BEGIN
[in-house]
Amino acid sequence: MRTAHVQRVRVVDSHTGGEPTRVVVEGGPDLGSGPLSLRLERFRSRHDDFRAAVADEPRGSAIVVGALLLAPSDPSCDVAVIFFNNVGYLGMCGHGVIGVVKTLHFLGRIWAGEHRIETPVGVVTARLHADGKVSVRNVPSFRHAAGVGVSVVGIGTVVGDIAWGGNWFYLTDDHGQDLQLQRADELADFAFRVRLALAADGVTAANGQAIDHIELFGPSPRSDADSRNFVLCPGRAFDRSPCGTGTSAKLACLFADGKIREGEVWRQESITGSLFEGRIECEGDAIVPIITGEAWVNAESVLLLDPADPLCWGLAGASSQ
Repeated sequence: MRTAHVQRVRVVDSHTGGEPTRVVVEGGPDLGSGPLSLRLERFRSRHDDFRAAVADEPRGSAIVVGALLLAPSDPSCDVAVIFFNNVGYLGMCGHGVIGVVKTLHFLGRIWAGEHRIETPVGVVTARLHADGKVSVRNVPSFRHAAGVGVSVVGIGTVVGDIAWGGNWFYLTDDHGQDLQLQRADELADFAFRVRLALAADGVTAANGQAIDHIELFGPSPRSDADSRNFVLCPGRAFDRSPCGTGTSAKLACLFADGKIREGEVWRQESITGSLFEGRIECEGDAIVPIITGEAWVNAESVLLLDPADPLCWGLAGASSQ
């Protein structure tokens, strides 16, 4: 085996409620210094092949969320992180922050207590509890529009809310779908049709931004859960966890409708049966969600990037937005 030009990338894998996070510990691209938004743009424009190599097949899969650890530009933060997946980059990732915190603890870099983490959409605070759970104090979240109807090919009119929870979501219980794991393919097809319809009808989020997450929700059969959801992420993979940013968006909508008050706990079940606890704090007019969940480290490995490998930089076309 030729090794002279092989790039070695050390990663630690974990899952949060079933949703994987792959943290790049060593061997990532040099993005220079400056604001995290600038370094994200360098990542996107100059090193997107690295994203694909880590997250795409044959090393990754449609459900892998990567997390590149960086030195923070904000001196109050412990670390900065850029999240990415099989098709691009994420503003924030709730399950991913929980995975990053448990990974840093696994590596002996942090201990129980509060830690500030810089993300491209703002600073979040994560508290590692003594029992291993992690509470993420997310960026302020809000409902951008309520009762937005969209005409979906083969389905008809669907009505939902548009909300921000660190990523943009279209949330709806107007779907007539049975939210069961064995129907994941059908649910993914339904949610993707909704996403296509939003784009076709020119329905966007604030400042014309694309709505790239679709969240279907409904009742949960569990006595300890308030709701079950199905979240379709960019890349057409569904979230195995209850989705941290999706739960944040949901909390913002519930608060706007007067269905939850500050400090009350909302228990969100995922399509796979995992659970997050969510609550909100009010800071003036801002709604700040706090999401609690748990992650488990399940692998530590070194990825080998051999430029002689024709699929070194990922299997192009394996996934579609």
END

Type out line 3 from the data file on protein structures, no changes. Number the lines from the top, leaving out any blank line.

Repeated sequence: MRTAHVQRVRVVDSHTGGEPTRVVVEGGPDLGSGPLSLRLERFRSRHDDFRAAVADEPRGSAIVVGALLLAPSDPSCDVAVIFFNNVGYLGMCGHGVIGVVKTLHFLGRIWAGEHRIETPVGVVTARLHADGKVSVRNVPSFRHAAGVGVSVVGIGTVVGDIAWGGNWFYLTDDHGQDLQLQRADELADFAFRVRLALAADGVTAANGQAIDHIELFGPSPRSDADSRNFVLCPGRAFDRSPCGTGTSAKLACLFADGKIREGEVWRQESITGSLFEGRIECEGDAIVPIITGEAWVNAESVLLLDPADPLCWGLAGASSQ